The whole time there is a very pleasant constructive tone among the crew members, everything goes hand in hand. Atmost attention is paid to every detail. If something needs adjustment, a short discussion among the crew members is sufficient. Director Tomy Wigand also likes to discuss a scene with the actors from time to time to optimize a  key moment. He leaves them interpretation space, but also makes suggestions and explains why he wants a scene interpreted in a certain way.

In doing so, he pays attention to me as well and gives instructions on moving frequence and viewing direction. https://de.wikipedia.org/wiki/Tomy_Wigand

As fast as the whole equipment – such as cameras, light ambrellas and catering – was set up, so experienced and fast the entire location is cleared again. The caravan moves on and the ground looks like nothing had happened. And once more the sentence “time is money” is so true. According to press release the movie locations were /are the Palatinate wineries Schäffer (Neustadt) and Ziegler (Maikammer) as well as the wine shop Diedesfeld.

In the end, there is a short applause from the director and the shooting team. As in the beginning, regisseur Tomy Wigand (looks a bit like Volker Schlöndorff with his base cap) finally shakes my hand. On leaving, there is still the chance for a snapshot with Henriette Richter-Röhl. In a break, we were briefly talking about gliding, which she would like to do once. https://de.wikipedia.org/wiki/Henriette_Richter-Röhl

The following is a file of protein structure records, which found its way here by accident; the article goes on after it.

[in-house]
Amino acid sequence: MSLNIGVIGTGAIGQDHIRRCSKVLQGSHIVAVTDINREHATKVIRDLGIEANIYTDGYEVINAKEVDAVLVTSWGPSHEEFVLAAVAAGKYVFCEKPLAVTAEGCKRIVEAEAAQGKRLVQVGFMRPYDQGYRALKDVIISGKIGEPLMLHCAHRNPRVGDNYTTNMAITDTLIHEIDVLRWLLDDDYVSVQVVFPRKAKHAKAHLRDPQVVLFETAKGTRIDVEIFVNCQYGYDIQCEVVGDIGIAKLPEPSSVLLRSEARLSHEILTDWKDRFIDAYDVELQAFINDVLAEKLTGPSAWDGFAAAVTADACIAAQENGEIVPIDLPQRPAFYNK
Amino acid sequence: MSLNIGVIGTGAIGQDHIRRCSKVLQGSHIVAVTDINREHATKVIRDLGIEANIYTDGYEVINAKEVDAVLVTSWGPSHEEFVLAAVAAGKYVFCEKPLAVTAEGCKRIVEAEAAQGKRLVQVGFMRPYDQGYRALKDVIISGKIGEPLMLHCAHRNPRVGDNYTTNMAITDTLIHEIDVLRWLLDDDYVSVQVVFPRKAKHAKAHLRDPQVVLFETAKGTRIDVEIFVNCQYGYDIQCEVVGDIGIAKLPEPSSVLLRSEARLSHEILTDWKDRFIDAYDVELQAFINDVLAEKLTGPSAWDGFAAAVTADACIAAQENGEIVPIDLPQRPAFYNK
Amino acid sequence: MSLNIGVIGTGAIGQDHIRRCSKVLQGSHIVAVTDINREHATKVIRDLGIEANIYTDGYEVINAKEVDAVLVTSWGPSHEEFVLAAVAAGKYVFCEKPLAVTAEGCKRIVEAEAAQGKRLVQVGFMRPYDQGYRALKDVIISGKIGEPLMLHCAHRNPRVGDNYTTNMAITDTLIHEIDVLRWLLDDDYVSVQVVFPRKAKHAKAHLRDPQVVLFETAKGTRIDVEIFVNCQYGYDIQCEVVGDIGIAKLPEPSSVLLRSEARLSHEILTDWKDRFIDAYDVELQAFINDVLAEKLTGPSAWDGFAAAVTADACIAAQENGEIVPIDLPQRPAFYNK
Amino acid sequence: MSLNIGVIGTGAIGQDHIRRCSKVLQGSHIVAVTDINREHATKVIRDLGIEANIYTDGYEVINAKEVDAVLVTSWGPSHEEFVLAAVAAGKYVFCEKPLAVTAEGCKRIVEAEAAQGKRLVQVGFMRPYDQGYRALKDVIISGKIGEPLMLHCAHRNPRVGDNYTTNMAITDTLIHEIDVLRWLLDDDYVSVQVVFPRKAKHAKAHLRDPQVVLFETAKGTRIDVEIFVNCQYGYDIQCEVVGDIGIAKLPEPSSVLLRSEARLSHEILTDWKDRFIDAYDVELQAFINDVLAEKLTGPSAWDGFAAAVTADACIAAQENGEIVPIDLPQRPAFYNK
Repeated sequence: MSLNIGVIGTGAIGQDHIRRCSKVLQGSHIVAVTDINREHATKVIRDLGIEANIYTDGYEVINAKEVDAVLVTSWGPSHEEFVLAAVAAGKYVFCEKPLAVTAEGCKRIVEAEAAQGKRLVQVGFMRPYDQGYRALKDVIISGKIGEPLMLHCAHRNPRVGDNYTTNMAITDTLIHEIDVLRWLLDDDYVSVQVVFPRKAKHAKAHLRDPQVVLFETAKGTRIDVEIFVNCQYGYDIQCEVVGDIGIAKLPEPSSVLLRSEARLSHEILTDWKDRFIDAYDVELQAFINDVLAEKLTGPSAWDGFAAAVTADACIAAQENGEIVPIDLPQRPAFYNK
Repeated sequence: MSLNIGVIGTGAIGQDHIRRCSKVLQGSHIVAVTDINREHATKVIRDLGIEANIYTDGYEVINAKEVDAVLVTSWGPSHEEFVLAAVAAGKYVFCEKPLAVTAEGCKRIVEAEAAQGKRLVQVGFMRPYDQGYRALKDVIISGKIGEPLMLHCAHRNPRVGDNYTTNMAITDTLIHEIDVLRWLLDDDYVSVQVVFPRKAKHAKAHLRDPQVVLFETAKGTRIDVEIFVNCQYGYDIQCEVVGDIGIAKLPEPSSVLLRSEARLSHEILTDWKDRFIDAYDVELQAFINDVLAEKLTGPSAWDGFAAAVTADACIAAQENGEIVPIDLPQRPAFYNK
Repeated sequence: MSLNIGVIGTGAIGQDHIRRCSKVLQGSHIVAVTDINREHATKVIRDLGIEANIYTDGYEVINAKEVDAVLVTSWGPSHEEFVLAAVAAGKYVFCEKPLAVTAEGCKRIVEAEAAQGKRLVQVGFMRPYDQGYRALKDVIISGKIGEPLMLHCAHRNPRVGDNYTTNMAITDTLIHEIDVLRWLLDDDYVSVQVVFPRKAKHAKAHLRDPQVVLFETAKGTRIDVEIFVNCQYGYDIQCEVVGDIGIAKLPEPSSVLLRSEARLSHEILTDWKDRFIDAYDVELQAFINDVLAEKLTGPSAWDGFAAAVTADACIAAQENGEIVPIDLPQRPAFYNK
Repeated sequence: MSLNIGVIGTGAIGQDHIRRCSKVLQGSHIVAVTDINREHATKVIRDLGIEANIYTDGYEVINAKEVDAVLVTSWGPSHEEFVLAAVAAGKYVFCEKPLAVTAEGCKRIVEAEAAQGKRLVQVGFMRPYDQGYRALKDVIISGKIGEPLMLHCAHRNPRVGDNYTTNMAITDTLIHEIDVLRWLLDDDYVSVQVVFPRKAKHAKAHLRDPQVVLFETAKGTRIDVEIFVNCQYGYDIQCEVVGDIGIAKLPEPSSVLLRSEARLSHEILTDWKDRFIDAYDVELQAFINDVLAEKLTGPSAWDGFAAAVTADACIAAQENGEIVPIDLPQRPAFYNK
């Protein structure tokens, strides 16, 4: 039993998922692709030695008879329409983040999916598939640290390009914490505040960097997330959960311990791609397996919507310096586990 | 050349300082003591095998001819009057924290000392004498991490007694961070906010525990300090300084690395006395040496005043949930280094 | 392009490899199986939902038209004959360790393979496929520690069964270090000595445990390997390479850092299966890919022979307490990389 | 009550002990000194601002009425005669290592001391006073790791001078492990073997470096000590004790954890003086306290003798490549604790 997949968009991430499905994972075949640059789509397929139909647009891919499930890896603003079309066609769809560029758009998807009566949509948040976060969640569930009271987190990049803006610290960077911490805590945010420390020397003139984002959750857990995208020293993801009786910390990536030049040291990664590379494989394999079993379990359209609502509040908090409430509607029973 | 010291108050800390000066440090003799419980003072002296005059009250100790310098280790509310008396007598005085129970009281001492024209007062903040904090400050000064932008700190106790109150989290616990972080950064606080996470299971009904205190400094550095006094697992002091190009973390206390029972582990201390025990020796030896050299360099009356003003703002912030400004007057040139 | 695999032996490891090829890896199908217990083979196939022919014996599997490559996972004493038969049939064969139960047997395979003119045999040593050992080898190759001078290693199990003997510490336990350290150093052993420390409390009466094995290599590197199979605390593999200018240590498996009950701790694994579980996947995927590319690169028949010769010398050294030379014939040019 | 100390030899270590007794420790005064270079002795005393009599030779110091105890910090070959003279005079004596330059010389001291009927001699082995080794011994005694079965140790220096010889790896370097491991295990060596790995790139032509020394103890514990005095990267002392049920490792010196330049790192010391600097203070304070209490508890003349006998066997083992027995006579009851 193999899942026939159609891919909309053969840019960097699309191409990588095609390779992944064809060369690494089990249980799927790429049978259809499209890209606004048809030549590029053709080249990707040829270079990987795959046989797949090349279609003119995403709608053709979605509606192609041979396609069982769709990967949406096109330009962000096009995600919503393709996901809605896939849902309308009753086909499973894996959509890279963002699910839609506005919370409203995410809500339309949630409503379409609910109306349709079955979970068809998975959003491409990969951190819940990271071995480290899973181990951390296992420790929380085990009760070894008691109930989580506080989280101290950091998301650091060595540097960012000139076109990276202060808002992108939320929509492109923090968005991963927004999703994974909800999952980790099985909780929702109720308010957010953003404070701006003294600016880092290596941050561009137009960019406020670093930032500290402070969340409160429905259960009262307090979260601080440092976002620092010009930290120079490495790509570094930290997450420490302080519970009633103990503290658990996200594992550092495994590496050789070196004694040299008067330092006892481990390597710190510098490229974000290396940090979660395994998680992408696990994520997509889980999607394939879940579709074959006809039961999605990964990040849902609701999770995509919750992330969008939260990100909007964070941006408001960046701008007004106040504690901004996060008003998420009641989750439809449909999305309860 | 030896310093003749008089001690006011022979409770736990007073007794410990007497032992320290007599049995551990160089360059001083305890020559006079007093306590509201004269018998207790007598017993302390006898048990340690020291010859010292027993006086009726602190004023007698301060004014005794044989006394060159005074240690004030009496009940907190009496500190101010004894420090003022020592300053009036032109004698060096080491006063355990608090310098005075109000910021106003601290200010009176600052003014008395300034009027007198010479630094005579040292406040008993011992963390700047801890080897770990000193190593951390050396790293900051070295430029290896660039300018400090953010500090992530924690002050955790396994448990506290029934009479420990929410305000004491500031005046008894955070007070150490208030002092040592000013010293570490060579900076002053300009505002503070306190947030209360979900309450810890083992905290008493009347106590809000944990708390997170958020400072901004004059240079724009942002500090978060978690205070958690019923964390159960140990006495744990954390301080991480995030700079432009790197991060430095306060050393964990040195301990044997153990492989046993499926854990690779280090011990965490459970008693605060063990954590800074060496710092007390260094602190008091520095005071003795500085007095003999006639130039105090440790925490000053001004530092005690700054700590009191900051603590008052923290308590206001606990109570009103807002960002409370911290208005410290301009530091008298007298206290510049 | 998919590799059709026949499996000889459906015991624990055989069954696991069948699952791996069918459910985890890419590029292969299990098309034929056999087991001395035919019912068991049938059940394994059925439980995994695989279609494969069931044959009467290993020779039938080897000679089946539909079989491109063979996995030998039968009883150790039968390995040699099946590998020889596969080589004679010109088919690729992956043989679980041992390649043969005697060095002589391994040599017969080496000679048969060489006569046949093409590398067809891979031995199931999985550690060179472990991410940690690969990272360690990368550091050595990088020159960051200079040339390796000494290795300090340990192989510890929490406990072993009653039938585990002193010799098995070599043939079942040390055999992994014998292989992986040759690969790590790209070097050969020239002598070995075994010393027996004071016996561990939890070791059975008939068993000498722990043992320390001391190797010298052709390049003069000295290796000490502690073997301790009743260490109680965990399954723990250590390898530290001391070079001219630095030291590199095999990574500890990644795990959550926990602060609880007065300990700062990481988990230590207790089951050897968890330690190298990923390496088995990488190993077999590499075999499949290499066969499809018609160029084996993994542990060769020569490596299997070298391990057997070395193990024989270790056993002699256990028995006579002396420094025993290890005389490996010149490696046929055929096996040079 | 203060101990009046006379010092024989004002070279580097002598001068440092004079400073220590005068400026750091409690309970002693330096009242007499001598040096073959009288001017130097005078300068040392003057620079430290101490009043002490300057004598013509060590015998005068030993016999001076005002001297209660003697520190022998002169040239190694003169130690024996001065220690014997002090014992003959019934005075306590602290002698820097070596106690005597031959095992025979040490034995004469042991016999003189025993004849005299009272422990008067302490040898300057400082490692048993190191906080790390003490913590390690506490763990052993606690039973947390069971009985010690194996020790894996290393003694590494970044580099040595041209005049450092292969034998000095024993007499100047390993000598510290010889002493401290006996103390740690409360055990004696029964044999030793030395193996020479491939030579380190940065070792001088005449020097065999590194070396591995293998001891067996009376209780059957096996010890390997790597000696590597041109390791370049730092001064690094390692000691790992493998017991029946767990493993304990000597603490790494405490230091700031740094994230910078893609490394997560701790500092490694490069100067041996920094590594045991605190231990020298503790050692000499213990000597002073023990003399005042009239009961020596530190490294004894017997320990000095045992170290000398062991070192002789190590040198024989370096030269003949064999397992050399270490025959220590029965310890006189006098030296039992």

She is a very pleasant person and always focused at work. When she moves, she seems to float across the floor, but she can also be very energetic and enduring if the role demands for it. So take a look at the winery trilogy. After all, parts 1 and 2 had a market share of around 15%.

Spectators are of course not allowed during such recordings and it is of course not allowed to make any recordings of the scenes for legal reasons. Therefore, this highly up-to-date blog post is not illustrated as usual. When the actual part 3 of “Winery W.” is broadcast on TV is still open.

By the way, according to an excerpt from the magazine HÖRZU in 2015, TV production cost for one minute  are as follows: (exemplary mentioning of the various genres):

“Jungle Camp” (RTL):                         € 21.250 per broadcast minute

“Donna Leon” (ARDt):                         € 17,500 per broadcast minute

“Tatort” (The First):                            € 15,500 per broadcast minute

“Welcome to Carmen Nebel” (ZDF):  € 10.000 per broadcast minute

“Bergdoktor” (ZDF):                           8.888 € per broadcast minute

“Terra X” (ZDF):                                  6,000 € per broadcast minute

“heute-show” (ZDF):                          4.666 € per broadcast minute

“Günther Jauch” (the first one):        4.634 € per broadcast minute

“Good times, bad times” (RTL):         2,000 € per broadcast minute

“The Sports Studio” (ZDF):                2,000 € per broadcast minute

“Markus Lanz” Talkshow (ZDF):         1.230 € per broadcast minute

“Really delicious” (Bon Gusto TV):        170 € per broadcast minute

It is easy to calculate that a 90-minute production will easily add up to 1.3 and 2 million euros.

Well, it was not at my fee, but it was fun and interesting to be there. Hopefully, something of “my scene” will be left after the cut … Have a nice time and the movie-serie furthermore lot’s of success!

On another upcoming occasion I will refer to the topic “actors” again. For now remain with best wishes for some nice Pentacost days …

Petra